Letting go of the outcome and allowing things to be just as they are is a tall order that I have by no means mastered. I love feeling in control, to tinker and attempt manipulation when I'm not pleased. However trying the surrender is, though, I'm always met by relief when I finally just give up. There is something inexpressibly exquisite about laying in tears, heart in two or more pieces, and being able to say thank you...knowing that although it hurts so badly, even this is a gift and an opportunity. And so I begin to understand what it means to breathe gratitude, to vibrate it in every spoken word or thought thought.

Practice unconditional gratitude. Practice seeing the beauty in everything. I guarantee you'll be happier. If not, I promise to return all the money you never gave me.

Empty walls, full heart.

Last Saturday, all these good men in my life (and my lovely Brooke) showed up at my tender little home of four and a half years and helped empty it. My material life went into a small cube that now allegedly lives on Treasure Island, and almost as many things went into paper bags and were released back into the wild.

The reoccurring theme lately has been Let Go. Let go of your dream workplace, let go of your dream apartment, let go of all that stuff you thought was important, let go of all those plans and expectations. Give up, release, let go. This is not an easy process for someone like me, who enjoys the steady and known. My housing situation had become borderline ridiculous, and it still felt like such a loss to leave this place where I had done so much formative living. It would seem I've given up so much and made a lot of space. What am I supposed to fill it all with now? What will take the place of my sweet home, my old microwave and everything else that met a curbside fate?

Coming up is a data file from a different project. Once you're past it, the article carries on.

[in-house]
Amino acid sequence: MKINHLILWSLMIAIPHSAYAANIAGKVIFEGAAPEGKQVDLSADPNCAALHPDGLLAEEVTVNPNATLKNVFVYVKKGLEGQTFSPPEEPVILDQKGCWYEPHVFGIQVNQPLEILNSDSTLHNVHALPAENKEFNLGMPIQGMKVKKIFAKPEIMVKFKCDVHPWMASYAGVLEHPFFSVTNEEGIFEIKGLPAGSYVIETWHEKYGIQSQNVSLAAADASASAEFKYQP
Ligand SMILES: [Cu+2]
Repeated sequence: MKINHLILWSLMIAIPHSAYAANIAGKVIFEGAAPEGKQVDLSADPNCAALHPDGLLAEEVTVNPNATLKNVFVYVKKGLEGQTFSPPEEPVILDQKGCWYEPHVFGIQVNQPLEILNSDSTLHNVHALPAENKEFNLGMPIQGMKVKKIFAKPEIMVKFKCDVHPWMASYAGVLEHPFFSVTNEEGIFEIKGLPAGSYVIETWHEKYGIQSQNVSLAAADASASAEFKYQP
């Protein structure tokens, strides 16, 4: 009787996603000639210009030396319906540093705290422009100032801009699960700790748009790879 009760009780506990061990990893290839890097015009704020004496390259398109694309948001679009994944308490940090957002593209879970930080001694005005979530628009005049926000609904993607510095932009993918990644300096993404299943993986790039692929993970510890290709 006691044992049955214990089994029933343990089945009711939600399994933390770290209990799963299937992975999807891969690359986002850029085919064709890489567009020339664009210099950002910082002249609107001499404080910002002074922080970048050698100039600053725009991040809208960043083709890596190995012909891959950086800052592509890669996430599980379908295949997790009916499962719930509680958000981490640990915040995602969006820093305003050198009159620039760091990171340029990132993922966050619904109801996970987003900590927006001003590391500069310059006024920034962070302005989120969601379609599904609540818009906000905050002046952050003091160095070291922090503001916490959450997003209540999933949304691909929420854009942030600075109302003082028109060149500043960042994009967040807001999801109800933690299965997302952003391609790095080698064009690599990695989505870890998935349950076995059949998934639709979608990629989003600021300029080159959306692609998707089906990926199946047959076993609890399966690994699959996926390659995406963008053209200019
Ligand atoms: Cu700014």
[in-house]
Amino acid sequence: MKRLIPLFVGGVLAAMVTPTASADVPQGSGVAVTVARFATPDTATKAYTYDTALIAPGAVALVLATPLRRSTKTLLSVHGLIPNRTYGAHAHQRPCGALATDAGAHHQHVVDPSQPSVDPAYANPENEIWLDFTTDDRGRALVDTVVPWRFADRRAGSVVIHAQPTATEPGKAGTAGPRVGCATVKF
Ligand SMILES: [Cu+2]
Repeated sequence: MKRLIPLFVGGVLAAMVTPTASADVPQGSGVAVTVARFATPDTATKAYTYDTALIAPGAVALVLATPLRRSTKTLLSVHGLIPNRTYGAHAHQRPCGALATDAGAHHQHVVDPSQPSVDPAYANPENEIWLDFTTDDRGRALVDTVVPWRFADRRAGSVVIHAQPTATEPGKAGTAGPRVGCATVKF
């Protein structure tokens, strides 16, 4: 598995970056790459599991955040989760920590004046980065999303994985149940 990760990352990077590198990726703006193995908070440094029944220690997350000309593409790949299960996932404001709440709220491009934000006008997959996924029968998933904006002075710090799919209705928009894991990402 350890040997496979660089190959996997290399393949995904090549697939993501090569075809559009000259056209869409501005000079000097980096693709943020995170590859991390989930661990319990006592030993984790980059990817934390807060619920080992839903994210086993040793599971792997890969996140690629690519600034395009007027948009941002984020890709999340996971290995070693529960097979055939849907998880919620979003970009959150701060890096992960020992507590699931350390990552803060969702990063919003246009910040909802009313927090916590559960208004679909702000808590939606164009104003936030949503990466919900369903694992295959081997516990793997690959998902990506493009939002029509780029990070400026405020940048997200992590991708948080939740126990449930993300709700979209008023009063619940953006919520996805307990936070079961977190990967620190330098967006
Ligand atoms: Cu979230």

And then, something delightful happened. I turned out the lights and closed the door for the last time, and I was suddenly able to contain both grief and gratitude. So blessed to have had the warm space that housed dinner parties, movie nights, sweet afternoon naps, amazing house guests, all the ups and downs...and so sad to close this chapter. After the surrender, which initially felt like a tiny death, I ended up feeling so loved and cared for- the empty was replaced by a giddy, heart swelling full. All this space I've made? According to Osho, it's being filled with love...
"Saying yes means surrendering to existence...If one can say 'Yes!' to existence with a total heart, then all is done. Yes means: Thy will be done. In that very surrender, love starts pouring in, love starts overflowing you."

No, Mama, I still don't know what I'm going to do with my life, but neither does anyone else, really. We may think we do, but let's be real...if you want to make God laugh, tell him your plans. Our reality often unfolds in ways we never would've imagined, or do not at all appreciate. I am coming to understand, though, that even when I don't like it, everything is a gift and an opportunity. Initially some things are simply not enjoyable, but stick around long enough and they might transform into something wonderful. Did you and your boyfriend just break up and you're pretty sure you'll never be in love again? Yeah, knock it off. You really don't know what's going to happen. My friend just got hitched to a totally awesome dude who she wouldn't have had the space for in her life if she hadn't let the last dude go. Please, take time to mourn losses- never apologize for the way you feel. Just bear in mind that you're making space right now for something new. Don't forget to open up to it when you're done being sad.

Reality and release are the thing. You can always get a new microwave. Or a new partner. Or a new house. Or a new job. But it's awfully hard to get anything if your hands are clasped tightly around that old thing that isn't even serving you anymore. Let go let go go on.